In their work, physicists from the Harvard John A. Paulson School of Engineering and Applied Sciences used
The researchers tested the properties of theirmirrors using a continuous-wave laser with a power of 10 kW. The power of such a device is enough to burn steel. During the experiment, the laser beam was focused into a spot with a size of 750 microns. The surface of the diamond withstood such an impact without damage, the mirror remained unharmed.
An enlarged photo of the surface. Source: Loncar Lab/Harvard SEAS
Researchers note that most mirrors,which are now used to direct the beam in high-power continuous-wave lasers, are made by layering thin coatings of materials with different optical properties. But if there is even one tiny defect in any of the layers, a powerful laser beam will burn through it, and the entire device will fail.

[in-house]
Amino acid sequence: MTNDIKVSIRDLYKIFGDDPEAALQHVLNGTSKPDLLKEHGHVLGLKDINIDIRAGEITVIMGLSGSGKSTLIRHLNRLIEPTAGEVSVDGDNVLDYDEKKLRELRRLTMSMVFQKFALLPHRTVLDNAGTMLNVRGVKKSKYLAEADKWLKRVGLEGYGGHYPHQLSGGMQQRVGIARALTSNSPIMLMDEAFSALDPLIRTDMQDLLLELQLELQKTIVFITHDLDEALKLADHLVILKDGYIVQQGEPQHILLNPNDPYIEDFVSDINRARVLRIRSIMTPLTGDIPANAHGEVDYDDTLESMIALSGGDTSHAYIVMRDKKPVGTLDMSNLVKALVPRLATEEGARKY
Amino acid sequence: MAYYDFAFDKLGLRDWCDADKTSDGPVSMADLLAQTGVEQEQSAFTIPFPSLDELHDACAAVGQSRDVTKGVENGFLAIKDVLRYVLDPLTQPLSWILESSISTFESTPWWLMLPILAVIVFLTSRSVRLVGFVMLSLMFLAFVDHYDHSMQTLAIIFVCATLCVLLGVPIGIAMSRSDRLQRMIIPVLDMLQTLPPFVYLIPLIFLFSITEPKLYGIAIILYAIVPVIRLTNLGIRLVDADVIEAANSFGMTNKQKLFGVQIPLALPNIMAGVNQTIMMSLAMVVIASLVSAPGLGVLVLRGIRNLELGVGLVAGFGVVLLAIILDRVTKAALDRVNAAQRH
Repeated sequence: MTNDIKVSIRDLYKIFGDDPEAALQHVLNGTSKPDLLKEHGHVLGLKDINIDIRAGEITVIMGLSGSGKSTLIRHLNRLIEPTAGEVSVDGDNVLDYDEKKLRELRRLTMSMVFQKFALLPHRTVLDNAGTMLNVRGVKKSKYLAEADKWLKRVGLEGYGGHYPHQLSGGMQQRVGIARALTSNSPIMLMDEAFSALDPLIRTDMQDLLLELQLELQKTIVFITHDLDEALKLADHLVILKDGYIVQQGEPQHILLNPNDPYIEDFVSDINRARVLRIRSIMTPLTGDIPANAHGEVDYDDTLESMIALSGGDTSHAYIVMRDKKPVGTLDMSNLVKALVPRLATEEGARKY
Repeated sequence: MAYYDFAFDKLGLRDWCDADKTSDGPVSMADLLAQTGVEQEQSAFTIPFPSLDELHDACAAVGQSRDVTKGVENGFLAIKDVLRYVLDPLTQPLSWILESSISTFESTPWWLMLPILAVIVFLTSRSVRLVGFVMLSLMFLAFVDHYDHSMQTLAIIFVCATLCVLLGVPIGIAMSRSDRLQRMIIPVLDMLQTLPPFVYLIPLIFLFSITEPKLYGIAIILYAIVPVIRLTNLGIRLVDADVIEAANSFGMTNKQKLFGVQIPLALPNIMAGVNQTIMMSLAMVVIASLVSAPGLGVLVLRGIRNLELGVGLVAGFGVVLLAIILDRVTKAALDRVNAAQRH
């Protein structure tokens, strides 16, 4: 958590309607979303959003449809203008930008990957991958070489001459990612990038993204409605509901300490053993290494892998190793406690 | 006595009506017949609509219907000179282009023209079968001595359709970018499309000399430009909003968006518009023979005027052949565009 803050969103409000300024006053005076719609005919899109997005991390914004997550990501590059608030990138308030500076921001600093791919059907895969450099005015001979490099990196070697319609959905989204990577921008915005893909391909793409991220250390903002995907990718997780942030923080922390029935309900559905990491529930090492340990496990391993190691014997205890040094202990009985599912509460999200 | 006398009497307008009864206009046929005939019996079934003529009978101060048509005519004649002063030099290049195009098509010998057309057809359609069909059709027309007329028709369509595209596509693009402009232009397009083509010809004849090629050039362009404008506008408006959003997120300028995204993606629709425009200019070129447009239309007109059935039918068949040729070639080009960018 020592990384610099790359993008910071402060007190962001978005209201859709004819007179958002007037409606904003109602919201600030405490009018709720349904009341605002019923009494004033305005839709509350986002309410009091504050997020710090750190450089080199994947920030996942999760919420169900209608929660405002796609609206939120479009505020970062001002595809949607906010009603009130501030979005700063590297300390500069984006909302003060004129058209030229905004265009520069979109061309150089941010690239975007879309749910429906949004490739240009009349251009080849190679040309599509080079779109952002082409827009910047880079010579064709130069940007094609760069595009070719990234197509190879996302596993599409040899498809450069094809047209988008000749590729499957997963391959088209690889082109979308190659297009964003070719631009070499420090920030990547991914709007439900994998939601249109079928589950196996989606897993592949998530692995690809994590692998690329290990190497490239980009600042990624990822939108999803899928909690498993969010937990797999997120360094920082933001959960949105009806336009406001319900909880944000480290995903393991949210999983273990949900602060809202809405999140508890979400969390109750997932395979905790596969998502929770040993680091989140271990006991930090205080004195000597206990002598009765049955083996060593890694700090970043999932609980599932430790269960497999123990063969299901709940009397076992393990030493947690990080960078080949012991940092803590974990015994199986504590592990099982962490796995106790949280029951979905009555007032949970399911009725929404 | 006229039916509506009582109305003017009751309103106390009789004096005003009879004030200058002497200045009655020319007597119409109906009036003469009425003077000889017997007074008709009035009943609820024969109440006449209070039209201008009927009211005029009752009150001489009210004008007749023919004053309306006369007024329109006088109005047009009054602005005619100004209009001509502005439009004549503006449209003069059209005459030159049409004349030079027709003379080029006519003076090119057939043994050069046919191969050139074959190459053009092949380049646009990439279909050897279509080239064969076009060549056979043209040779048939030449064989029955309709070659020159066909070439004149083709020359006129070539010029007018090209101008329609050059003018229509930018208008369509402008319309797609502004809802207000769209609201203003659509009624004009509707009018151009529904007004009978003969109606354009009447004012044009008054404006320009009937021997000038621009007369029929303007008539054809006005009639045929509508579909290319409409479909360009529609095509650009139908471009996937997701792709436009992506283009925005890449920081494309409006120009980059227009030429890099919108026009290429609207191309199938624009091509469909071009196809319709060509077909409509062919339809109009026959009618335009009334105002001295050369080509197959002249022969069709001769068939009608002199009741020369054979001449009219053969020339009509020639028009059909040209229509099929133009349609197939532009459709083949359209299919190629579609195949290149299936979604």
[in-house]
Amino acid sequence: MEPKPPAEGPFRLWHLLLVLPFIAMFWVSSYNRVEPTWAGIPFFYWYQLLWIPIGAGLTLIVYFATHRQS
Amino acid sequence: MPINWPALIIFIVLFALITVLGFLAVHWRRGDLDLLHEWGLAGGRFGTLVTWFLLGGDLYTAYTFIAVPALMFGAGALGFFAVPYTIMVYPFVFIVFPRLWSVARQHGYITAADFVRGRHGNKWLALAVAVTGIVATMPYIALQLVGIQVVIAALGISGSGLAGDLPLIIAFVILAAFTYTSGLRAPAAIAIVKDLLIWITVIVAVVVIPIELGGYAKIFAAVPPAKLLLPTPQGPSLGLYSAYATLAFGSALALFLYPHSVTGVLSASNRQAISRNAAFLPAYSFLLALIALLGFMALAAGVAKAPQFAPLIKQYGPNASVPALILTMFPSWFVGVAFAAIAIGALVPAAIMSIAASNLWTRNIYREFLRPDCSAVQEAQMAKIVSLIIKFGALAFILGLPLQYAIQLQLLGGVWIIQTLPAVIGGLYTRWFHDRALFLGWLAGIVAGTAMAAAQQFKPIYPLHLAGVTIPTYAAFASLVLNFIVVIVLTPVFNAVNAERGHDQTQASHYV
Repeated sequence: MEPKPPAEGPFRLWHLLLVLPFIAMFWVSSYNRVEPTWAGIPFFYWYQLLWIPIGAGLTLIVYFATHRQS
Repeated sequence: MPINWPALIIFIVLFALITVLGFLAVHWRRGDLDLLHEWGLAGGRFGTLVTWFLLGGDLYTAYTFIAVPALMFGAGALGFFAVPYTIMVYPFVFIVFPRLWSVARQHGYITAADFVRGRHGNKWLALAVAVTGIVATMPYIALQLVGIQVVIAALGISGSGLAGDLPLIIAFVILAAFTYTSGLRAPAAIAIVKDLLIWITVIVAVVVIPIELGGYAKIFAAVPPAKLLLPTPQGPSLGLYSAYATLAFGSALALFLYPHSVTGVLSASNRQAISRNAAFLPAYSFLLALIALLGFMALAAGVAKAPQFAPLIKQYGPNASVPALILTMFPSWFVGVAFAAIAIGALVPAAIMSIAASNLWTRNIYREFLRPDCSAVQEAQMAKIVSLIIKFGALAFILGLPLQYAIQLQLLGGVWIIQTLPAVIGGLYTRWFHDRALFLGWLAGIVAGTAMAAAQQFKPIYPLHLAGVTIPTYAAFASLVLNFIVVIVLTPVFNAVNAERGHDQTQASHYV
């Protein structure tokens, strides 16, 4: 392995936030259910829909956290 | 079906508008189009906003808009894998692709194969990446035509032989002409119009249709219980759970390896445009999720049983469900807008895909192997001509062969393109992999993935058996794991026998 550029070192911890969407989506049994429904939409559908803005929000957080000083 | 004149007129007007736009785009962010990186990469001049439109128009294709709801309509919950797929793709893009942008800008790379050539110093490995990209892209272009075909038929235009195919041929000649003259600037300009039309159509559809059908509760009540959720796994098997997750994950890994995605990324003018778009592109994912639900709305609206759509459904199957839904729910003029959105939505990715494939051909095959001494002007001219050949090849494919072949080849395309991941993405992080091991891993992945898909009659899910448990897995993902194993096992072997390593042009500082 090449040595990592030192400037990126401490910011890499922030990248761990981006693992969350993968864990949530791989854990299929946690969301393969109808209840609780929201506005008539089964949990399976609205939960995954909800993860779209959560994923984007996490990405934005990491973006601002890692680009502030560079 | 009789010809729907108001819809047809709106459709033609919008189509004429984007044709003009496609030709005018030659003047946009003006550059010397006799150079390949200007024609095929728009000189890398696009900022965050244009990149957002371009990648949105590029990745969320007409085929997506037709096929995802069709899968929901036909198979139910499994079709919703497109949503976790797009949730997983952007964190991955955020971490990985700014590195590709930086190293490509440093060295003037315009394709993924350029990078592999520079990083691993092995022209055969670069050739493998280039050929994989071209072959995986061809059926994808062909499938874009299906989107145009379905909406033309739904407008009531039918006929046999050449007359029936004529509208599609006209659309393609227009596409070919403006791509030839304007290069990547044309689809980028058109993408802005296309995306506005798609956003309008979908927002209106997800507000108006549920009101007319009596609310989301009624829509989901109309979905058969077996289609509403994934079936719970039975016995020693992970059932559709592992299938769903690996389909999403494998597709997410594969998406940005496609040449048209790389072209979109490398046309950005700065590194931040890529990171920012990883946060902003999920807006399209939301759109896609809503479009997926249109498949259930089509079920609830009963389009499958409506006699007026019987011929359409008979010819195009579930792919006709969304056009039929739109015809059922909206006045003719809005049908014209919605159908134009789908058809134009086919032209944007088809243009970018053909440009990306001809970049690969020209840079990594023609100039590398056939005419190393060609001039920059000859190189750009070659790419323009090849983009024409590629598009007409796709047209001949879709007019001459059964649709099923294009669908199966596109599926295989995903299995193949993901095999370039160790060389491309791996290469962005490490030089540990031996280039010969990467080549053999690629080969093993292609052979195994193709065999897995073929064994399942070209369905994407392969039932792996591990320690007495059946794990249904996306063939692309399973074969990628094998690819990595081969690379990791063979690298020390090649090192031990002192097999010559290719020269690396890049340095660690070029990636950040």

A monolithic mirror made from a single material reduces the chance of defects and increases the lifetime of the laser, the authors explain.
Our Single Material Mirror Approacheliminates the thermal stress problem encountered by conventional mirrors formed by layers of multiple materials when irradiated at high power.
Marco Lonkar, professor of electrical engineering and one of the authors of the study
Physicists believe that the proposed approach will increasethe efficiency of existing high-power lasers, as well as find new areas for their application. For example, such mirrors can be used in semiconductor manufacturing, industry, communications, and space exploration.
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